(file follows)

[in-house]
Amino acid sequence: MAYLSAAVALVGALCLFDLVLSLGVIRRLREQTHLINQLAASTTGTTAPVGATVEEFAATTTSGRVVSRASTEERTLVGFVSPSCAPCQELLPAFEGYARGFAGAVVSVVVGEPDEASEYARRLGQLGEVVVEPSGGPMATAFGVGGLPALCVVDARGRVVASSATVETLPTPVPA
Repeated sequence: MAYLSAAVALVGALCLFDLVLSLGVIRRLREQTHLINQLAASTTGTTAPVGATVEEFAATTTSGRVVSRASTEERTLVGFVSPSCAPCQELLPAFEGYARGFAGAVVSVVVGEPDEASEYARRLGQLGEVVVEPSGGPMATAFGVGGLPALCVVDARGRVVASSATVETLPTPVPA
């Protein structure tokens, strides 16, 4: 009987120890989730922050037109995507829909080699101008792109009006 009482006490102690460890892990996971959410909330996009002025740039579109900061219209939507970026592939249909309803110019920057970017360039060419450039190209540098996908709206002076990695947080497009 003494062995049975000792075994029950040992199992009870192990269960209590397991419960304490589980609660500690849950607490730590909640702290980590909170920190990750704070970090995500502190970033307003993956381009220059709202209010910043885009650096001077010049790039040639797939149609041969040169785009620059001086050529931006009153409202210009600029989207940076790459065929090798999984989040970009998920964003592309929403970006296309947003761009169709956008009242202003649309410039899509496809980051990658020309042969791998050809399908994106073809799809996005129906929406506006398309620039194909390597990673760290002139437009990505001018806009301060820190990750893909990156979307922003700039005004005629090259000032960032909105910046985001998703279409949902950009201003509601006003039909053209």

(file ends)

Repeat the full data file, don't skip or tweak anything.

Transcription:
[in-house]
Amino acid sequence: MAYLSAAVALVGALCLFDLVLSLGVIRRLREQTHLINQLAASTTGTTAPVGATVEEFAATTTSGRVVSRASTEERTLVGFVSPSCAPCQELLPAFEGYARGFAGAVVSVVVGEPDEASEYARRLGQLGEVVVEPSGGPMATAFGVGGLPALCVVDARGRVVASSATVETLPTPVPA
Repeated sequence: MAYLSAAVALVGALCLFDLVLSLGVIRRLREQTHLINQLAASTTGTTAPVGATVEEFAATTTSGRVVSRASTEERTLVGFVSPSCAPCQELLPAFEGYARGFAGAVVSVVVGEPDEASEYARRLGQLGEVVVEPSGGPMATAFGVGGLPALCVVDARGRVVASSATVETLPTPVPA
């Protein structure tokens, strides 16, 4: 009987120890989730922050037109995507829909080699101008792109009006 009482006490102690460890892990996971959410909330996009002025740039579109900061219209939507970026592939249909309803110019920057970017360039060419450039190209540098996908709206002076990695947080497009 003494062995049975000792075994029950040992199992009870192990269960209590397991419960304490589980609660500690849950607490730590909640702290980590909170920190990750704070970090995500502190970033307003993956381009220059709202209010910043885009650096001077010049790039040639797939149609041969040169785009620059001086050529931006009153409202210009600029989207940076790459065929090798999984989040970009998920964003592309929403970006296309947003761009169709956008009242202003649309410039899509496809980051990658020309042969791998050809399908994106073809799809996005129906929406506006398309620039194909390597990673760290002139437009990505001018806009301060820190990750893909990156979307922003700039005004005629090259000032960032909105910046985001998703279409949902950009201003509601006003039909053209």